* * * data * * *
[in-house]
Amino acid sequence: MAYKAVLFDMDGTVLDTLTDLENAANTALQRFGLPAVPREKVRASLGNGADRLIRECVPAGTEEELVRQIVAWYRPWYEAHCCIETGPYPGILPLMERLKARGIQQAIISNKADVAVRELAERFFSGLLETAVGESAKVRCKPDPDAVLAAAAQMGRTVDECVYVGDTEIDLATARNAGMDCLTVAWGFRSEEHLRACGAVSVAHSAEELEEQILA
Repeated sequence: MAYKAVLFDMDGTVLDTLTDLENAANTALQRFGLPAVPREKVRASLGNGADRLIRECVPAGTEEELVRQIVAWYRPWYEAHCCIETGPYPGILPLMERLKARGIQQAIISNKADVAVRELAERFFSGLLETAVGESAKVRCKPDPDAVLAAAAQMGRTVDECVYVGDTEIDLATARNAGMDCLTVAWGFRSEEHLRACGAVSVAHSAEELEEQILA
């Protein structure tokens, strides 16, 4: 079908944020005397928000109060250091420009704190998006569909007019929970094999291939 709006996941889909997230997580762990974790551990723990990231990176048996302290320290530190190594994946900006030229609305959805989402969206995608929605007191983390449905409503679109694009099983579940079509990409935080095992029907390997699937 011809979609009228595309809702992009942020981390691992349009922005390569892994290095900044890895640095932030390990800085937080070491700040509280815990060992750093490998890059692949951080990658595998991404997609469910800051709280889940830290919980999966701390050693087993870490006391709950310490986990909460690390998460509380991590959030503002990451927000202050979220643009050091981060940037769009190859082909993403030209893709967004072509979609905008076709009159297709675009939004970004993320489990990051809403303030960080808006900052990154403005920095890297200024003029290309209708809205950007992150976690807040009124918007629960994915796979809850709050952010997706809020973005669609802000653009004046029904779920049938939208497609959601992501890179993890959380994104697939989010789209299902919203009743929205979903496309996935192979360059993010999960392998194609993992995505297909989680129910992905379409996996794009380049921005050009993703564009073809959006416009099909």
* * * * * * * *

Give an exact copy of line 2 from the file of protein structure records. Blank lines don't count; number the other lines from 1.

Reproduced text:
Amino acid sequence: MAYKAVLFDMDGTVLDTLTDLENAANTALQRFGLPAVPREKVRASLGNGADRLIRECVPAGTEEELVRQIVAWYRPWYEAHCCIETGPYPGILPLMERLKARGIQQAIISNKADVAVRELAERFFSGLLETAVGESAKVRCKPDPDAVLAAAAQMGRTVDECVYVGDTEIDLATARNAGMDCLTVAWGFRSEEHLRACGAVSVAHSAEELEEQILA